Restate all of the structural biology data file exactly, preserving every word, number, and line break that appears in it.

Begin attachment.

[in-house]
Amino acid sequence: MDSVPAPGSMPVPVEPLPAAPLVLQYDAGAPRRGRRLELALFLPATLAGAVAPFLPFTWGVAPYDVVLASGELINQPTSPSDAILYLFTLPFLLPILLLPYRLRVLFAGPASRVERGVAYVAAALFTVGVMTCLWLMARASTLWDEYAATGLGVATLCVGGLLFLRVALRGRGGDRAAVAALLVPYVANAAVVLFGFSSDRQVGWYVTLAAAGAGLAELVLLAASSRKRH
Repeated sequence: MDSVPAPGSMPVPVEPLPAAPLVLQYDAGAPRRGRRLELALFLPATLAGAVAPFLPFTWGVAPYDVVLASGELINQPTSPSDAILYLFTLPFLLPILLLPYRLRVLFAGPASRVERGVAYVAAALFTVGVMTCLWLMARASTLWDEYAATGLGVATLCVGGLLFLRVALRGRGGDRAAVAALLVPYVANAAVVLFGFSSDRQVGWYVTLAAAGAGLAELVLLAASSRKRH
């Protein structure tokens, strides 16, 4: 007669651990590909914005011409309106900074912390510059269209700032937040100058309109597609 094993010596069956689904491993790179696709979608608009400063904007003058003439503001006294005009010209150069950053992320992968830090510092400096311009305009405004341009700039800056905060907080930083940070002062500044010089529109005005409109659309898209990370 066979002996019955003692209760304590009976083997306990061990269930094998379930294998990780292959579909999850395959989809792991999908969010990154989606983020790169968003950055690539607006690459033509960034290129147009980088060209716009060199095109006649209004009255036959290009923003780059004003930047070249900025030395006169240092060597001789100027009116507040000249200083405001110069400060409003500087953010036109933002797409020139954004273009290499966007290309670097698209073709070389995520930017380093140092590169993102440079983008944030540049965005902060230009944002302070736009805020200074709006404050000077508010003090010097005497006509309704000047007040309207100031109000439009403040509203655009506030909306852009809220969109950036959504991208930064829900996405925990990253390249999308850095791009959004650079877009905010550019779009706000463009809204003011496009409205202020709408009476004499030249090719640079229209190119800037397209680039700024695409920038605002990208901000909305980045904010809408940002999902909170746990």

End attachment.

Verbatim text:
[in-house]
Amino acid sequence: MDSVPAPGSMPVPVEPLPAAPLVLQYDAGAPRRGRRLELALFLPATLAGAVAPFLPFTWGVAPYDVVLASGELINQPTSPSDAILYLFTLPFLLPILLLPYRLRVLFAGPASRVERGVAYVAAALFTVGVMTCLWLMARASTLWDEYAATGLGVATLCVGGLLFLRVALRGRGGDRAAVAALLVPYVANAAVVLFGFSSDRQVGWYVTLAAAGAGLAELVLLAASSRKRH
Repeated sequence: MDSVPAPGSMPVPVEPLPAAPLVLQYDAGAPRRGRRLELALFLPATLAGAVAPFLPFTWGVAPYDVVLASGELINQPTSPSDAILYLFTLPFLLPILLLPYRLRVLFAGPASRVERGVAYVAAALFTVGVMTCLWLMARASTLWDEYAATGLGVATLCVGGLLFLRVALRGRGGDRAAVAALLVPYVANAAVVLFGFSSDRQVGWYVTLAAAGAGLAELVLLAASSRKRH
């Protein structure tokens, strides 16, 4: 007669651990590909914005011409309106900074912390510059269209700032937040100058309109597609 094993010596069956689904491993790179696709979608608009400063904007003058003439503001006294005009010209150069950053992320992968830090510092400096311009305009405004341009700039800056905060907080930083940070002062500044010089529109005005409109659309898209990370 066979002996019955003692209760304590009976083997306990061990269930094998379930294998990780292959579909999850395959989809792991999908969010990154989606983020790169968003950055690539607006690459033509960034290129147009980088060209716009060199095109006649209004009255036959290009923003780059004003930047070249900025030395006169240092060597001789100027009116507040000249200083405001110069400060409003500087953010036109933002797409020139954004273009290499966007290309670097698209073709070389995520930017380093140092590169993102440079983008944030540049965005902060230009944002302070736009805020200074709006404050000077508010003090010097005497006509309704000047007040309207100031109000439009403040509203655009506030909306852009809220969109950036959504991208930064829900996405925990990253390249999308850095791009959004650079877009905010550019779009706000463009809204003011496009409205202020709408009476004499030249090719640079229209190119800037397209680039700024695409920038605002990208901000909305980045904010809408940002999902909170746990």